It is only when we understand that this flesh is rebellious, wants everything in it’s path and can only be tamed with faith, that life changes. Faith and the belief in God is the only context in which our being makes sense. We are given life freely by our Creator. We can choose to follow him or reject him, we can pick earth or eternity and convenience or Christ. We choose to tame the flesh by faith or feed its every desire and ultimately choose death.
Pastor Shawn, Seymour UMC
Author of Incomplete
But the LORD said to Samuel, “Do not look at his appearance or at his physical stature, because I have refused him. For the Lord does not see as man sees; for man looks at the outward appearance, but the LORD looks at the heart.”
1 Samuel 16:7
One of the first photographs ever taken (1839) was of an American photographer taking a picture of himself—perhaps history’s first “selfie.” Fast forward to today—there are tens of millions of selfies posted on social media sites around the world every year. Many of the pictures record events and relationships. But far too many are of individuals taking images of themselves alone—the “Look at me!” variety of selfie.
The problem with any picture, selfie or otherwise, is that it only records what is on the outside. The camera has yet to be invented (and never will be) that can photograph the spiritual status of the heart, soul, or mind. And that is the part of us God is most concerned about. When Samuel was sent to anoint Israel’s new king, God told him not to anoint a man who looked like a king. Instead, he was to anoint a man who had the heart of a king, a heart after God’s own heart (1 Samuel 13:14; Acts 13:22).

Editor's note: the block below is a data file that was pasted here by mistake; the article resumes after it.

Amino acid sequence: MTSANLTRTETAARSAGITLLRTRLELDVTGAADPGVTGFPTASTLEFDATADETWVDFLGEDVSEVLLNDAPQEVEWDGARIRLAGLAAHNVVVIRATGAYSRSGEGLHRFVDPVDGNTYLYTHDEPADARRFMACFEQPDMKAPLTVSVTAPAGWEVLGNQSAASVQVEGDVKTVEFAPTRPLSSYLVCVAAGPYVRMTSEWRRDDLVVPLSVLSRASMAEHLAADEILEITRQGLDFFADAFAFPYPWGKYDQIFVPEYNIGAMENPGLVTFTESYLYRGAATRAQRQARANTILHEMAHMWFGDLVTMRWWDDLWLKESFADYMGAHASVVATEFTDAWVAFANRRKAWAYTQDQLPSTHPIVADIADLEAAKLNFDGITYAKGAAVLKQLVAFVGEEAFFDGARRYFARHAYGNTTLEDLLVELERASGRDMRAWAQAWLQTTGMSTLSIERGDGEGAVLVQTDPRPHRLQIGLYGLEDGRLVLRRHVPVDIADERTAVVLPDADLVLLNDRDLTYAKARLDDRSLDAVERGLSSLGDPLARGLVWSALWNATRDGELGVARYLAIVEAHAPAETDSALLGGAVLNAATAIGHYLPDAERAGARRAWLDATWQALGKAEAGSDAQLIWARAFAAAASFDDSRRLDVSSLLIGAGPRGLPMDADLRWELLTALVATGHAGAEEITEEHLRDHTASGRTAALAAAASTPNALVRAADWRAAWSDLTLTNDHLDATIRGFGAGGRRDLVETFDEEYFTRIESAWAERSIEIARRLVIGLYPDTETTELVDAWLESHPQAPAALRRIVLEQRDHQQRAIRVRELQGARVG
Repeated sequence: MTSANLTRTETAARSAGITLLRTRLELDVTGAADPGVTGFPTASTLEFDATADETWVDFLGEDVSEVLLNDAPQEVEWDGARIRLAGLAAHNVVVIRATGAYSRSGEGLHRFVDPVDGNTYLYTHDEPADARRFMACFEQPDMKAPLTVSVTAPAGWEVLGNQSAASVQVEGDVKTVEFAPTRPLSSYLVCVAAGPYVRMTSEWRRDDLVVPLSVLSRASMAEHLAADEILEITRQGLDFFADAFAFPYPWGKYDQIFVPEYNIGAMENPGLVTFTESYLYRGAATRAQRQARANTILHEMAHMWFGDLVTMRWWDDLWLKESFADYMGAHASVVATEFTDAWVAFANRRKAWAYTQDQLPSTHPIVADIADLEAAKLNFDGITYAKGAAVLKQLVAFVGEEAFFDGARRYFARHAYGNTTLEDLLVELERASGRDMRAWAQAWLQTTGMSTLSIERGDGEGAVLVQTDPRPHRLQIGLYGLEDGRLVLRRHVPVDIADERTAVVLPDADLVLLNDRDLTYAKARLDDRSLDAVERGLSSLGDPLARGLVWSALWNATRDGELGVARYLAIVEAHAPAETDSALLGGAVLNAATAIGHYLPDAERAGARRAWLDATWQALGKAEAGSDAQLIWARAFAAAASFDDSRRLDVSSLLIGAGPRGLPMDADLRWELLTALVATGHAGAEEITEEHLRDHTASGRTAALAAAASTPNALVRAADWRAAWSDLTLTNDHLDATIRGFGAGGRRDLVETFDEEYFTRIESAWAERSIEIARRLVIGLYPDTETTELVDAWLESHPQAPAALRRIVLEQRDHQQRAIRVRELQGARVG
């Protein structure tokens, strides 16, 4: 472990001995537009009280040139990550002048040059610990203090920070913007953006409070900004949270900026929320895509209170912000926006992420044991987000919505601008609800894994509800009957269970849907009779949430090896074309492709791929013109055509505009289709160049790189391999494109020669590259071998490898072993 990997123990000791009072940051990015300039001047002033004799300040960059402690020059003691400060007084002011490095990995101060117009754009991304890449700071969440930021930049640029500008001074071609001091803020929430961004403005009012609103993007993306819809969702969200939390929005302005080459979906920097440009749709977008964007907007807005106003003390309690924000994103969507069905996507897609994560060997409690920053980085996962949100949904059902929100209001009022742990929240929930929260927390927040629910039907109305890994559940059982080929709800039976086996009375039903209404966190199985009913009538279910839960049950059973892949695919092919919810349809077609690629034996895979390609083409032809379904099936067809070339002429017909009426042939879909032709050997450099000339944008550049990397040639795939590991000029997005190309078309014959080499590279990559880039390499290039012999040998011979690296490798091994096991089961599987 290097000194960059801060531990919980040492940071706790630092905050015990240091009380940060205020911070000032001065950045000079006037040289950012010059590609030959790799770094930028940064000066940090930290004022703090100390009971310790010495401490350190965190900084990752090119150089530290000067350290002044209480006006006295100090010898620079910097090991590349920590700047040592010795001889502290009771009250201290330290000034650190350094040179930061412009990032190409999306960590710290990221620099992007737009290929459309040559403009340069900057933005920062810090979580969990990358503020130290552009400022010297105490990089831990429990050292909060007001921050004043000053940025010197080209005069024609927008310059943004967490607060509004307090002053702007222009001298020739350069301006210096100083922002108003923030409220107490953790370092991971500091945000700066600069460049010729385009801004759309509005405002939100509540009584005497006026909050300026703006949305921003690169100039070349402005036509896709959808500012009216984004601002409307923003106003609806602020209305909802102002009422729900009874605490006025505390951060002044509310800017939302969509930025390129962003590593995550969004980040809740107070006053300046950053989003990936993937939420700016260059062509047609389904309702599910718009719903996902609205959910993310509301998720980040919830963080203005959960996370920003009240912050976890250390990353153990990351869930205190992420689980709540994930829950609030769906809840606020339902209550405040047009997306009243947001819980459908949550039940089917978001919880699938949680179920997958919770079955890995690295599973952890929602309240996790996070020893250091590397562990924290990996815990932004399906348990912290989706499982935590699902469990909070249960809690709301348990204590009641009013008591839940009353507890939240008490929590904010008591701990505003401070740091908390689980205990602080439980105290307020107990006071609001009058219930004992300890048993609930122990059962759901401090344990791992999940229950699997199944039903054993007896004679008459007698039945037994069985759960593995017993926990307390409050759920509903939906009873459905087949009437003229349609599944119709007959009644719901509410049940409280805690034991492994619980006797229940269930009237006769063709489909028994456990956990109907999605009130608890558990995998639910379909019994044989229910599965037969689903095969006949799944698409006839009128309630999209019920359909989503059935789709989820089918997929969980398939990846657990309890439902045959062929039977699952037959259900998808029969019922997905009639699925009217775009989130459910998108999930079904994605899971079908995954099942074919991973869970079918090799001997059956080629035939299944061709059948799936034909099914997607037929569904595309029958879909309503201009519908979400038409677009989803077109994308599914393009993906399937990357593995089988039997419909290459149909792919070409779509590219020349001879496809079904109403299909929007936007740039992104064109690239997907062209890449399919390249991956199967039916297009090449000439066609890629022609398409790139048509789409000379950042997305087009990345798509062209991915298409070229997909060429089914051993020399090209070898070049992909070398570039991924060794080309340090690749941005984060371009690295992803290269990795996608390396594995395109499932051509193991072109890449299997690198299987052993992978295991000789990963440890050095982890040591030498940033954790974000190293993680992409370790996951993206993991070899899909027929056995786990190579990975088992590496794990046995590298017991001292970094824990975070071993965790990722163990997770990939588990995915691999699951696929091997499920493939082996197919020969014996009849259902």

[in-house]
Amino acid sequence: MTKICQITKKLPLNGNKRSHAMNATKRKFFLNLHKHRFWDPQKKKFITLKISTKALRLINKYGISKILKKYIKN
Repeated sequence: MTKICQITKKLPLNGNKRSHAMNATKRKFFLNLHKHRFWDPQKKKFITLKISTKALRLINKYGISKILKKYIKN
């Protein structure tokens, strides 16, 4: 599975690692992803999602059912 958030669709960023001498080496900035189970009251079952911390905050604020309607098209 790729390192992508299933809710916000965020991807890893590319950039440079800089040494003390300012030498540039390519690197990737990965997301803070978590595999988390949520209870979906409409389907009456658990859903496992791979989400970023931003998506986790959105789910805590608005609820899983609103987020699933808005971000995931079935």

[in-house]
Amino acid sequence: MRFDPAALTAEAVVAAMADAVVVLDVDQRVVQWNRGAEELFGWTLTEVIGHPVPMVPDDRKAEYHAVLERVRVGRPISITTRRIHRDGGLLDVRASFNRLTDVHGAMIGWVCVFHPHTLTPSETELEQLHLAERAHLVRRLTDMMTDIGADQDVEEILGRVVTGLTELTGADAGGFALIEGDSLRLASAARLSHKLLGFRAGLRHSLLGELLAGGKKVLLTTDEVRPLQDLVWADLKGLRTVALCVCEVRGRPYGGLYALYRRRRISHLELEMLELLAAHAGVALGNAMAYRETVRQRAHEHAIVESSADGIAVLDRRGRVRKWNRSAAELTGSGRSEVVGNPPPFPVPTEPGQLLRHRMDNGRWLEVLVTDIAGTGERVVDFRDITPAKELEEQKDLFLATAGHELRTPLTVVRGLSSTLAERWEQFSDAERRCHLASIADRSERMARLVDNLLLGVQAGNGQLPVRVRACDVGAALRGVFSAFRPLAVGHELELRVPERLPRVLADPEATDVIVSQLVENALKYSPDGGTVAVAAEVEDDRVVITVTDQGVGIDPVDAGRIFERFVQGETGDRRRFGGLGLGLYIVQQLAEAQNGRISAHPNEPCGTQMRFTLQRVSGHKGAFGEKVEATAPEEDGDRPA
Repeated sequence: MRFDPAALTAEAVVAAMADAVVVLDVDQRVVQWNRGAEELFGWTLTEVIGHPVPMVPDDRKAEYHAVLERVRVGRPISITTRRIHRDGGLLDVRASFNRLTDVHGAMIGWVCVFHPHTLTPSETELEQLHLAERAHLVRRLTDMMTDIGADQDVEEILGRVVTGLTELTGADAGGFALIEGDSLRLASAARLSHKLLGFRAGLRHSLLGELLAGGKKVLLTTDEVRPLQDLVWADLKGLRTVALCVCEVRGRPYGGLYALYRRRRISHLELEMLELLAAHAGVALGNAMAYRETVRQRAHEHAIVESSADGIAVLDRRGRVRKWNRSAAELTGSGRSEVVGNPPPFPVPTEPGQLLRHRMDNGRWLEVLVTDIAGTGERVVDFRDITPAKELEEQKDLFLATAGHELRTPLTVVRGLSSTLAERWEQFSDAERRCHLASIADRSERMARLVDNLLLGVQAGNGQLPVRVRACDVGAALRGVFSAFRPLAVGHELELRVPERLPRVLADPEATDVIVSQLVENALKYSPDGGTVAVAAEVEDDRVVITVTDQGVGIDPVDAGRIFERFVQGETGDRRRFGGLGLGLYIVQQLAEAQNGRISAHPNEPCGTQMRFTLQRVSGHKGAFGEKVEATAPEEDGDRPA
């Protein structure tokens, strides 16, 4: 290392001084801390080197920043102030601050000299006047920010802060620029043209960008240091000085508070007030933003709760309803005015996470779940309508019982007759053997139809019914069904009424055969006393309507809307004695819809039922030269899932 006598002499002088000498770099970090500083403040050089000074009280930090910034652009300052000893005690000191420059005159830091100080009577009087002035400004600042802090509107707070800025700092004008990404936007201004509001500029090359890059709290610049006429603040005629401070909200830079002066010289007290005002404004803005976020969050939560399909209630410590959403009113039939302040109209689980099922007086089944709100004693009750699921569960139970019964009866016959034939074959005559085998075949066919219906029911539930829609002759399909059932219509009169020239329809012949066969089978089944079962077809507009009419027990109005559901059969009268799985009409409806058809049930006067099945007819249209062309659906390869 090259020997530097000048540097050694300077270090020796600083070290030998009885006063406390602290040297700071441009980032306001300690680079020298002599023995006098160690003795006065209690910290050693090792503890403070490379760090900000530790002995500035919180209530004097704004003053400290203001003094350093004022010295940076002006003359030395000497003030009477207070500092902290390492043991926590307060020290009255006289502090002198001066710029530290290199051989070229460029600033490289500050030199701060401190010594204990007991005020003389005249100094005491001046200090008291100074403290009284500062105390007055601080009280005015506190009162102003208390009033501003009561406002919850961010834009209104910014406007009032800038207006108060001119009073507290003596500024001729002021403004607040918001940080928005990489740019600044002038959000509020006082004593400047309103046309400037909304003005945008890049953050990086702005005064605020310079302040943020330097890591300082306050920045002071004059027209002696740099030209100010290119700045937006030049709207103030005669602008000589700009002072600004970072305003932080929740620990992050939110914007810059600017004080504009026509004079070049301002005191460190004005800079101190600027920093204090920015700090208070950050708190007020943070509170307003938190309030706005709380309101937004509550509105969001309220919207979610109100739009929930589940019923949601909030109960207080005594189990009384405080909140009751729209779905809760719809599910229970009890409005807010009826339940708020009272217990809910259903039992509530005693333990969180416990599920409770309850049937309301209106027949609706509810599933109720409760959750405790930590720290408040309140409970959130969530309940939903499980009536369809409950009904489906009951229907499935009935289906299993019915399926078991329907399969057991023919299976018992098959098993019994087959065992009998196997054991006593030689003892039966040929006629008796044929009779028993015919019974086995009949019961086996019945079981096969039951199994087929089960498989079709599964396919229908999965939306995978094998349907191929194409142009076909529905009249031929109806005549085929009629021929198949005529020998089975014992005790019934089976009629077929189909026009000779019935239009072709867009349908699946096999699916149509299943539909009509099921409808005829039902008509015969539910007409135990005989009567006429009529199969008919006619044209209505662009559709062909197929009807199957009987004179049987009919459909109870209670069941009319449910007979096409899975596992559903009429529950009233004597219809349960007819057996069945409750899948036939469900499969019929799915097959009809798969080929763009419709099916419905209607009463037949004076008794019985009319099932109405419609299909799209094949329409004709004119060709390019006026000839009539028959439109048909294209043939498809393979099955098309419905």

Those viewing your photos can’t see your heart, but God can. Make sure He finds in you a heart that is pursuing Him.
A man’s heart is what he is.
R. B. Kuiper
Does GOD EXIST?
Word of God
“Let anyone among you who is without sin be the first to throw a stone at her.” Christ’s statement to the scribes and Pharisees that presented an anonymous female adulteress before him in the temple.
The guilt and shame this woman must have felt, the anxiety she must have experienced. She was probably well aware of the penalty for adultery – death by stoning. A public and barbaric display to make an example out of the sinner.
Christ was being tested to see if he would uphold the law and condemn the woman. Christ advocated for the truth and challenged those that judged her to look at the condition of their hearts, souls and the sin that existed in their own lives.
He did not pass judgment on her, as easy and common as that is today. It is far easier to judge and place distance between ourselves and those whose appearance, clothes, homes, income level and tattoos we don’t like and don’t even begin to understand.
It requires that precious resource of time that we guard with an iron grip and are far too many times selfish with. What do people want as much as anything in this life…….to be accepted for who and what they are in spite of their shortcomings.
Pastor Shawn, Seymour UMC
Author of Incomplete